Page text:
Technologies and Methods for Corona PD detection and localization: Blackout Test vs. SBUV Camera
Blackout Test – per IEEE1799-2022
A test performed after eliminating all ambient light, specifically on energized electrical equipment, to detect external or surface discharges visible with the human eye (“naked eye”) after at least 20 min of acclimatization.
Solar Blind Ultra-Violet (SBUV) Camera
Solar-blind Ultraviolet (SBUV) cameras are specialized electronic devices that are sensitive exclusively to ultraviolet (UV) light, specifically below approximately 280 nm.
SBUV cameras can detect corona discharges and surface discharges. Such detections can take place even under daylight conditions.
Typically, SBUV cameras are designed as bi-spectral imaging devices, operating at two spectral bands: the solar-blind UV-C band and the visible light band. They produce output images by merging UV and visible light imagery, thereby presenting a comprehensive view of the observed scene.
Comparative Analysis: Blackout vs. SBUV
In our pursuit to better understand and compare the efficacy of the Blackout test and the SBUV camera for PD detection, we adhered to the rigorous methodology described in the IEEE1799 standard.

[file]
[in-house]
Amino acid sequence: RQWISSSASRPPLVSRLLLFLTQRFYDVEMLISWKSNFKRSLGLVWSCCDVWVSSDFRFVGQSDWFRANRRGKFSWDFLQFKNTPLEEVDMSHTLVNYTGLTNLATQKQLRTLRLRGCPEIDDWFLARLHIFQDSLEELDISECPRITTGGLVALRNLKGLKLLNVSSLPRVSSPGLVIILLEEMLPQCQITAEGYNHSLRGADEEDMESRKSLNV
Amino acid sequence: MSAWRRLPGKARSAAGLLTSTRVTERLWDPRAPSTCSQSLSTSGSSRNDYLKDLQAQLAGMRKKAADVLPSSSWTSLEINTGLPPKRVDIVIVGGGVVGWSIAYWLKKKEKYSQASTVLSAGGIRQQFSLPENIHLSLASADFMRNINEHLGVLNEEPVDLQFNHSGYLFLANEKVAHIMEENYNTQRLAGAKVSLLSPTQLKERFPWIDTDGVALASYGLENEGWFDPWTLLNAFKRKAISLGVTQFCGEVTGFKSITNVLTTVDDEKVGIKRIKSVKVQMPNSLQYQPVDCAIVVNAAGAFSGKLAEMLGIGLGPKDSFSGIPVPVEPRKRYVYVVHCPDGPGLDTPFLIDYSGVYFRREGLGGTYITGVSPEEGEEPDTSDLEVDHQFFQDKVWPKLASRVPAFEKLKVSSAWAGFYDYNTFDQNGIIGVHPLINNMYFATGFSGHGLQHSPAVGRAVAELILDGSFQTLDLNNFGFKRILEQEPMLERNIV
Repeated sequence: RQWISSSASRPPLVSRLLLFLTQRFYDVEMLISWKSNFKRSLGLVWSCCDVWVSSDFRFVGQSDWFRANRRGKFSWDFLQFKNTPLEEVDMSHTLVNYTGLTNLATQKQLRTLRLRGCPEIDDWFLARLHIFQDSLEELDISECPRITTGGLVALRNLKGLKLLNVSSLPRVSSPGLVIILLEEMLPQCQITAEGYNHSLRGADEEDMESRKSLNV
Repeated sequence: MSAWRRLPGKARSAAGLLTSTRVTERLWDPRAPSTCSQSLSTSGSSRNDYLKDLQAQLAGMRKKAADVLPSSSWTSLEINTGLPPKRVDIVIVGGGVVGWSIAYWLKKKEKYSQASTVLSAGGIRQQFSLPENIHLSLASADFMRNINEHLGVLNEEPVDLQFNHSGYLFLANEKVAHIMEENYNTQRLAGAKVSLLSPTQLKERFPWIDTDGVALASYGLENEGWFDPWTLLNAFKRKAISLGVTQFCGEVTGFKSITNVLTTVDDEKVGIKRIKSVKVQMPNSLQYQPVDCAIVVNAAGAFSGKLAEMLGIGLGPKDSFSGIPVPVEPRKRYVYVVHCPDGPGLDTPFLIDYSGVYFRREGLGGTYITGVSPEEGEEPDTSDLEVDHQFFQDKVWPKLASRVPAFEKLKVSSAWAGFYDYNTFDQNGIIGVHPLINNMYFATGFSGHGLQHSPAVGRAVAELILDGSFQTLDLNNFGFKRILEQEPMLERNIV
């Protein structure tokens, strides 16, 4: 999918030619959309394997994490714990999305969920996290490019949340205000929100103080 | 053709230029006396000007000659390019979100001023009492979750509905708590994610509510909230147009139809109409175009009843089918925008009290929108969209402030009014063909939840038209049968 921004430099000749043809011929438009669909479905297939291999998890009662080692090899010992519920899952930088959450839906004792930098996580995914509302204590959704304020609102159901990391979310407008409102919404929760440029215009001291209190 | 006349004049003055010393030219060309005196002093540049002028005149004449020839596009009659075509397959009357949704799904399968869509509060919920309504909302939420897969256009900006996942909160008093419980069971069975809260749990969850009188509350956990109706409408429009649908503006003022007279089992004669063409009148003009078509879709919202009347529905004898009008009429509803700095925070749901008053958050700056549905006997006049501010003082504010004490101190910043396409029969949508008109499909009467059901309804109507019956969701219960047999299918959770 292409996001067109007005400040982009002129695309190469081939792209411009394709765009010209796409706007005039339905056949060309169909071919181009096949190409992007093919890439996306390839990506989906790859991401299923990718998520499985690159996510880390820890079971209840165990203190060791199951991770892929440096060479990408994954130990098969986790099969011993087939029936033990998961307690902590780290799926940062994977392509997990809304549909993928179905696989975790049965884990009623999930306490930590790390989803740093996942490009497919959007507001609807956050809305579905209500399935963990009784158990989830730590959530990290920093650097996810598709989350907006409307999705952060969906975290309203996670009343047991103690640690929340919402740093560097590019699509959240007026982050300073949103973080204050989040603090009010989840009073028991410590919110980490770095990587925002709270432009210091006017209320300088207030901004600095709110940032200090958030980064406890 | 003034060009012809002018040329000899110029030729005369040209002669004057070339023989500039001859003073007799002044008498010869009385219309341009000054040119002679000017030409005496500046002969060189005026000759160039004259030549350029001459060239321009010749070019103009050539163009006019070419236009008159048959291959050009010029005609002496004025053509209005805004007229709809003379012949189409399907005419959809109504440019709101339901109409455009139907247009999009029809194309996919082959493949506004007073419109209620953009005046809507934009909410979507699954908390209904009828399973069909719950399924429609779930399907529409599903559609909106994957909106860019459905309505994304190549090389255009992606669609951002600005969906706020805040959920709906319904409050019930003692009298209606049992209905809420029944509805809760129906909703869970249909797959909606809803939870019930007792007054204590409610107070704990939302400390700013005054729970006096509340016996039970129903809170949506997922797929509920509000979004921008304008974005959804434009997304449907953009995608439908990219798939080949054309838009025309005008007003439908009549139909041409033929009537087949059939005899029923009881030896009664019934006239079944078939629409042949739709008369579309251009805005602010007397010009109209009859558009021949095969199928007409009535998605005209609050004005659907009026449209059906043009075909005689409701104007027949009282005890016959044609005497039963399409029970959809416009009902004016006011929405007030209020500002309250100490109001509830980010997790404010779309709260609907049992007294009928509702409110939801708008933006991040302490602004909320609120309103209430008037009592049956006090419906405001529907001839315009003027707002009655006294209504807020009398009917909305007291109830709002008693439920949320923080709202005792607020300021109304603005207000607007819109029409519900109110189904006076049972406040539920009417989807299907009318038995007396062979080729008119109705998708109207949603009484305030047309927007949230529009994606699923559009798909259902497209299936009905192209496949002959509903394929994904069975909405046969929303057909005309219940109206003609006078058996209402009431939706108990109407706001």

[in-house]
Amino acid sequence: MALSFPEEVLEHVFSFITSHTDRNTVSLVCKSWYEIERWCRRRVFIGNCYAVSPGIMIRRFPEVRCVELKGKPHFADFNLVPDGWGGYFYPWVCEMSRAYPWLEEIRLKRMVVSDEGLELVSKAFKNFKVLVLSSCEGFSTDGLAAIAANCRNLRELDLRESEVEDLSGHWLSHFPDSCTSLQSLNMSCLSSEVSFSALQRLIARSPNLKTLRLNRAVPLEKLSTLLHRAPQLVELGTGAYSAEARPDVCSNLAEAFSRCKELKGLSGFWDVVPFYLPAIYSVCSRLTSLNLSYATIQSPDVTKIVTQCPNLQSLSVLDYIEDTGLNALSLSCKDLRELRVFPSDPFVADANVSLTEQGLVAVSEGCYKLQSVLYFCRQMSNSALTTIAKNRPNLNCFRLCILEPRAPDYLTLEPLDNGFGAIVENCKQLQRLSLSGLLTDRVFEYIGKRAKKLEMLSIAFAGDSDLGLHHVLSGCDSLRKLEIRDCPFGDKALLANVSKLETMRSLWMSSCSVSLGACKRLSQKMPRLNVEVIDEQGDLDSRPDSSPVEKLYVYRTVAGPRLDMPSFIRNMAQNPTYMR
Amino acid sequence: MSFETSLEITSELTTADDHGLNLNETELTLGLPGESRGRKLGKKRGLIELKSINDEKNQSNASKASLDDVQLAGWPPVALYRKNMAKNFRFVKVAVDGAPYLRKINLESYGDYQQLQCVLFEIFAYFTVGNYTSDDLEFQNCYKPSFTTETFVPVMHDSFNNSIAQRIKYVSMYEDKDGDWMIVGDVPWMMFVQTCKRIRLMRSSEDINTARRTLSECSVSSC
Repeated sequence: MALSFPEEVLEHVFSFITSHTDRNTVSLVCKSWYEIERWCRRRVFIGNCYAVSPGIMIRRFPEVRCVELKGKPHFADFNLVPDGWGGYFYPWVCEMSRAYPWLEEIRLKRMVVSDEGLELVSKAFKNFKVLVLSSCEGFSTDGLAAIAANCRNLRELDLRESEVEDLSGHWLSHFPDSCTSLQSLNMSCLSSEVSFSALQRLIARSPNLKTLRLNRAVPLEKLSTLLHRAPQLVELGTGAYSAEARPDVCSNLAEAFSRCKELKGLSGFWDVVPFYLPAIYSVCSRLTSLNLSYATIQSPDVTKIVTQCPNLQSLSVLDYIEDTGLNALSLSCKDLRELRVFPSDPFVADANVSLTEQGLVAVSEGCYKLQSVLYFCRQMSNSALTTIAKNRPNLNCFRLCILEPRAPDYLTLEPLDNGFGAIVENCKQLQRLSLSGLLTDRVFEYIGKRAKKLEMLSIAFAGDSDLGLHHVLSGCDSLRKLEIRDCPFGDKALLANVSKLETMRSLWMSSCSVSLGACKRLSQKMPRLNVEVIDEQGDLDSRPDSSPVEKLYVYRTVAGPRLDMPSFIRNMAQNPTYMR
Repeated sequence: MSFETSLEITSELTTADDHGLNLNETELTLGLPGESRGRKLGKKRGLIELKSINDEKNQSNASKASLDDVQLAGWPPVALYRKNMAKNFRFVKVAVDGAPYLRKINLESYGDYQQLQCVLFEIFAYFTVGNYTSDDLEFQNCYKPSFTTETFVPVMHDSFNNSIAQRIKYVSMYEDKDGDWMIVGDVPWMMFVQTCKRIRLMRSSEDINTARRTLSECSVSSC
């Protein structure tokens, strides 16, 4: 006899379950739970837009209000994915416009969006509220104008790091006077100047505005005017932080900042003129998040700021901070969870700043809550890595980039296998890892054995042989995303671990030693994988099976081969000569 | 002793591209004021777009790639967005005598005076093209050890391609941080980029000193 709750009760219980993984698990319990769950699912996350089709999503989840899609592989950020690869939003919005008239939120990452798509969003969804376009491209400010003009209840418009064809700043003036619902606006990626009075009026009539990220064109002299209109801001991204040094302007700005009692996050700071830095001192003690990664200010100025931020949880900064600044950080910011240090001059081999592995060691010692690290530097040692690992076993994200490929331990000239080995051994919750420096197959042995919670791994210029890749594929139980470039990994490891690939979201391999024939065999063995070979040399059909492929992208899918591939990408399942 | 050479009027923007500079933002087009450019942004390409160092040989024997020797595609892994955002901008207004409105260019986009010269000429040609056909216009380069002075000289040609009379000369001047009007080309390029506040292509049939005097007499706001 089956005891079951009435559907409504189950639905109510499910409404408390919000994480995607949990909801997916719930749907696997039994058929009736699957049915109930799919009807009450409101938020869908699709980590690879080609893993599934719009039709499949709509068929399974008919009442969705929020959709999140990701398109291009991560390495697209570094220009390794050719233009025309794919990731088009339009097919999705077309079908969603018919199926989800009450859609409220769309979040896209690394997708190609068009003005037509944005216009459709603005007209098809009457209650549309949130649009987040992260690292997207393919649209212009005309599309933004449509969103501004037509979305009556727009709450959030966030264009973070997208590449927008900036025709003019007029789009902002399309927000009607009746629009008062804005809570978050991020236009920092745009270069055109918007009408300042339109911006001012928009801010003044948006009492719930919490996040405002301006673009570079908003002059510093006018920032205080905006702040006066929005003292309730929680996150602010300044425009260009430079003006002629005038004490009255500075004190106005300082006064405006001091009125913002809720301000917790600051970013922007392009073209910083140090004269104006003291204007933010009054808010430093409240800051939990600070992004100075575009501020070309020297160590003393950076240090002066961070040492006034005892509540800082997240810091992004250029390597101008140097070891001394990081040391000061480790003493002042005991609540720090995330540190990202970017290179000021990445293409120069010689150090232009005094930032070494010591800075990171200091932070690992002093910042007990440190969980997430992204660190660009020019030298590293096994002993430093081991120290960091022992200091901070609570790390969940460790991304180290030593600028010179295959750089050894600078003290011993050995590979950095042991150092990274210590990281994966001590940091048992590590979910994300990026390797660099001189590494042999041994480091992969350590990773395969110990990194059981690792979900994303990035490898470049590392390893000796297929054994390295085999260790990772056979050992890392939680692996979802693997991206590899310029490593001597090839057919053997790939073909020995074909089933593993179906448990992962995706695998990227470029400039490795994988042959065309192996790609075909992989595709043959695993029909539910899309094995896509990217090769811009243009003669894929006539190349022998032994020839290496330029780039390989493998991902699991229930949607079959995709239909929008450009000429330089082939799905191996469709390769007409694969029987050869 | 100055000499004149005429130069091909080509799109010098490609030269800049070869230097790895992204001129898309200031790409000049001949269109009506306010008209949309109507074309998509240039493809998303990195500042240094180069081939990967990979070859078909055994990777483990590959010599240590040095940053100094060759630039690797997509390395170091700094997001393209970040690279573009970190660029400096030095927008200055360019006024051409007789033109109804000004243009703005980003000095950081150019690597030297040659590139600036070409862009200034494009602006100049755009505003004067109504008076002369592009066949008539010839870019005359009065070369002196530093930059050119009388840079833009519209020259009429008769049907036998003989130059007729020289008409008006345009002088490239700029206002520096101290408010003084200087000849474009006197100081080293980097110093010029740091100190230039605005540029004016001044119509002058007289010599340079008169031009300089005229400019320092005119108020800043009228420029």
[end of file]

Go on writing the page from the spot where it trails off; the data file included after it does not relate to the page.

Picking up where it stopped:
Needle-Plane Setup: Central to our tests was the needle-plane setup as prescribed by the IEEE1799 standard. This arrangement allowed us to simulate corona discharges, the key phenomenon we aimed to detect.
Human Eye Sensitivity Benchmark: Before introducing any tools, we determined the discharge inception voltage (DIV) using the naked eye in pitch-black conditions. After a 20-minute dark acclimatization period, the participants observed the needle for visible glows, signaling the start of a corona discharge.
Instrument Test: The same test was then conducted using the SBUV camera, but without the need for darkness. The camera’s detection capabilities were compared with human eye sensitivity to evaluate its performance.